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Space Debris

Discussion in 'Education & Personal Growth' started by kkrish, Apr 6, 2019.

  1. kkrish

    kkrish IL Hall of Fame

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    Dear Readers
    The below query was posted by @Afresh in the Asteroid thread.
    I wanted to merely provide information on Space debris so that viewers can visualize the conditions for themselves.

    I have tried my best to present the information as logically I could, while not elaborating too much. Please ask questions or for clarifications.
    **********************************************
    Man-made satellites have become essential in our present daily lives. From telephones, to television, to GPS, to weather forecast... we need to keep the satellites up there.

    The first satellite was launched in 1957 (Sputnik) and since then thousands of satellites have followed, launched by more than 40 countries, both, for new operations and as replacement for defunct sate
    llites.

    According to a 2018 estimate, some 4,900 remain in orbit, of those about 1,900 were operational; while the rest have lived out their useful lives and become space debris.

    A satellite's life-span is about 15 years +/- a few years. Satellites are exposed to extremely harsh environment which causes erosion of the structures and apparatus, eventually leading to a non-functional satellite. Some disintegrate into smaller pieces over time.

    While in the early days not much attention was paid, now this debris has grown so much that steps are being taken, and better solutions are being researched to reduce the existing debris.

    When satellites become defunct these are the steps that are taken to clear up the field for the working satellites and the International Space Station.

    1. The smaller satellites are brought closer to Earth where, when Earth’s gravity pulls them down, they burn up completely or partially. The unburnt remnants are steered to fall into a part of the Pacific Ocean (known as Spacecraft Cemetery) to avoid damage to lives. This is a highly controlled maneuver.

    2. Space junk that are very large are currently sent to an higher orbit, at 22,400 miles above Earth known as “graveyard orbit” where they will remain till we figure out how to remove them.

    Despite these planned actions, there still remain “junk” that are remnants of disintegration, or blasts that occur when the fuel remains in some rocket launch remnants become hot and cause explosions.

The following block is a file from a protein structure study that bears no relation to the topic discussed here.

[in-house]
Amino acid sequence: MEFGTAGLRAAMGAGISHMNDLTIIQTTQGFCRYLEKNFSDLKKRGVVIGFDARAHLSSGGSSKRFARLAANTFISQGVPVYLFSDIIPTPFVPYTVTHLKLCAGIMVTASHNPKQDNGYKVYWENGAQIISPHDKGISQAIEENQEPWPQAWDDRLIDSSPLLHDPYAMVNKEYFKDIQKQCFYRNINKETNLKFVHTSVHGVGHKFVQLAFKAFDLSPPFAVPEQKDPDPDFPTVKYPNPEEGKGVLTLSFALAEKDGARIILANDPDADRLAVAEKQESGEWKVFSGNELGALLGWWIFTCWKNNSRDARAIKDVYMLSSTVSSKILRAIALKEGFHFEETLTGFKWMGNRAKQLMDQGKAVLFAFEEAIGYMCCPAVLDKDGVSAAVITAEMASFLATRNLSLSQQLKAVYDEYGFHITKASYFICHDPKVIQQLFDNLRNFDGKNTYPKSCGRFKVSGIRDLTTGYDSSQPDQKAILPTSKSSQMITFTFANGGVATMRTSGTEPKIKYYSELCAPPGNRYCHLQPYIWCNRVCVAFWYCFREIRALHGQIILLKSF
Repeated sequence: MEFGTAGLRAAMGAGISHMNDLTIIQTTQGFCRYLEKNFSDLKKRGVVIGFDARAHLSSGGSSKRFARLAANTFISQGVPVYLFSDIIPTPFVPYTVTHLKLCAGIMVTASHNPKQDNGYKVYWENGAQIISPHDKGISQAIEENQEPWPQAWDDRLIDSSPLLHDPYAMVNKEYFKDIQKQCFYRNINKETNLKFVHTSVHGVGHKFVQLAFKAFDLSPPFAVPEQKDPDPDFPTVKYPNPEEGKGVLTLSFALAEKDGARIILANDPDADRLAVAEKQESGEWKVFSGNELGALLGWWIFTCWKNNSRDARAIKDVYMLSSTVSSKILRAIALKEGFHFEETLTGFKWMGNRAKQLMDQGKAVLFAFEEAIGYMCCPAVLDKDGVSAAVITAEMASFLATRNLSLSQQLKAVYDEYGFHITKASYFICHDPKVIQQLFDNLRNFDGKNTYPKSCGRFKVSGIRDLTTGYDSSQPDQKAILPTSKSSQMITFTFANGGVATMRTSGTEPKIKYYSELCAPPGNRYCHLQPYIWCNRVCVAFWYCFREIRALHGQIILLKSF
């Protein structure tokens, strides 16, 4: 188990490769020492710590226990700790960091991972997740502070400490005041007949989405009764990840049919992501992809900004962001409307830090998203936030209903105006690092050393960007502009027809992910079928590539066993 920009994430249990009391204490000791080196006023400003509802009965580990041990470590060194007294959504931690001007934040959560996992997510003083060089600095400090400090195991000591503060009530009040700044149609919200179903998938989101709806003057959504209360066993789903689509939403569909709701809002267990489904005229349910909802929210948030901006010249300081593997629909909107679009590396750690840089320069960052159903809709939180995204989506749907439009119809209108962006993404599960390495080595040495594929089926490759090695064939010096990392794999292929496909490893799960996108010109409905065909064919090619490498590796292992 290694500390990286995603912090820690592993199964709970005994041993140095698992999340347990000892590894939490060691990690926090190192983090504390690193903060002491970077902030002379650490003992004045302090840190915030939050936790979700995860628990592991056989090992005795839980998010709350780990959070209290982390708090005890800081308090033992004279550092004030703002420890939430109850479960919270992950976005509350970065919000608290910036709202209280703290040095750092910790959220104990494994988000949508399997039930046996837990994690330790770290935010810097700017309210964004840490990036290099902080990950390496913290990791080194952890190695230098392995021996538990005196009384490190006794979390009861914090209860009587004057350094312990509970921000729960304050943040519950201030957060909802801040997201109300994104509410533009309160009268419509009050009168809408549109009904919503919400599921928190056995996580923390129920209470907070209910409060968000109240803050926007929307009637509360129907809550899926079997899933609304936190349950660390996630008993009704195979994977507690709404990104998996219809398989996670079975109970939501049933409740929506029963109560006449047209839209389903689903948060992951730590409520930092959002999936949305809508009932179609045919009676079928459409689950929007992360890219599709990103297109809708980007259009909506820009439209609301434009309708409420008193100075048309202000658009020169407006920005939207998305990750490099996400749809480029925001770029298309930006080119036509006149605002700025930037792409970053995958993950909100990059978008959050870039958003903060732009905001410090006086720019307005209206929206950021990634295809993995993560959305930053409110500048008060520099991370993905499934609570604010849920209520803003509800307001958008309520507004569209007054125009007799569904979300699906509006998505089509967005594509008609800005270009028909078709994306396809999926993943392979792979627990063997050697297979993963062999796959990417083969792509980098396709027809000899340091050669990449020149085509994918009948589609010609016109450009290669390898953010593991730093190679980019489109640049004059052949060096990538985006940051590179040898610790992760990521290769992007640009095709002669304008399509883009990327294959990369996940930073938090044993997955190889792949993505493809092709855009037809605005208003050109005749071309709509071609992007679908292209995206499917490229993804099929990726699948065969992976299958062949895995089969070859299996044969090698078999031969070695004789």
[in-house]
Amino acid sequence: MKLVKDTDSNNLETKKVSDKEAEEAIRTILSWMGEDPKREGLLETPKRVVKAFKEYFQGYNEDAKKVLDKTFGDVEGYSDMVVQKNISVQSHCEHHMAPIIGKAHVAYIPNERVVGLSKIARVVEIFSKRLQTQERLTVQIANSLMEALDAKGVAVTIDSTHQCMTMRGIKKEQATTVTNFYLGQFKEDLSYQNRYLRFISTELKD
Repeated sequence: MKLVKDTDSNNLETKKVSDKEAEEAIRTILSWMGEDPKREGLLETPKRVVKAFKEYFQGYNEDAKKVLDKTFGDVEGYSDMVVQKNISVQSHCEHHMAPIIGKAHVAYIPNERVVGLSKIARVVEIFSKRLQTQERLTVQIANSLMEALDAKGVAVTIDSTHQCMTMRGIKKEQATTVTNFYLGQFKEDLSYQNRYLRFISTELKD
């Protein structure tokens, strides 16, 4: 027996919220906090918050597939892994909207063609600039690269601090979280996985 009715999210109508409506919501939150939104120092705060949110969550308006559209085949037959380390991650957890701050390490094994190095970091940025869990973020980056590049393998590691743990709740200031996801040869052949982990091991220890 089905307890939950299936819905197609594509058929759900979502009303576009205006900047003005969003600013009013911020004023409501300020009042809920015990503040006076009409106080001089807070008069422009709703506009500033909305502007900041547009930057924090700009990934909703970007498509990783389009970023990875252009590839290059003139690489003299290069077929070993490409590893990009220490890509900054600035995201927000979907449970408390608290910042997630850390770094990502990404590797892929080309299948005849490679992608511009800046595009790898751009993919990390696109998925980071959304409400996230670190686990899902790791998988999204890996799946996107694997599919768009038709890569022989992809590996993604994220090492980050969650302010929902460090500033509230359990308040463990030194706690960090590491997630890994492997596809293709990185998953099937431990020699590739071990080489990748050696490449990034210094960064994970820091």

Here is an illustration of the space junk around our Earth.
    download.jpg
    image source: NASA

    These debris travel at speeds up to 17,500 mph. At this rate even a small piece can cause severe damage to an object, be it another satellite or spacecraft. Many of space shuttle windows were damaged and on analysis were found to be caused by tiny specks of paint.

    These tiny flecks of paint and other material smaller than 5 cm cannot be tracked but still pose a threat.

    The NASA Orbital Space Program began in 1979 to look for ways to contain and reduce space debris. NASA, in collaboration with the Department of Defense track all the debris from as small as 5 cm diameter. More than 500,000 pieces of debris, or “space junk,” are tracked as they orbit the Earth.

    The International Space Station.

    The US Space Surveillance Network (SSN) constantly checks for position of the ISS and the space debris. When a possible collision is detected to the ISS, the Debris Avoidance Maneuvers are performed. The ISS has performed more than 15 such maneuvers.

    A Debris Avoidance Maneuver may include:

    1. Moving the astronauts to a safety module and be prepared to exit the ISS and return to Earth. This is not a few minutes job. Takes at least a couple of hours to move to the module after readying the ISS for abandonment.

    2. Move the ISS to another orbit level. This involves a lot of energy and fuel.
    Also in terms of time. A number of experiments are being conducted aboard the ISS even as we read this. To shut down all experiments in a systematic manner and to restart again costs a lot of time and money.

    When fuel is spent, additional fuel has to be transported to the ISS. Yet again another un-budgeted expense.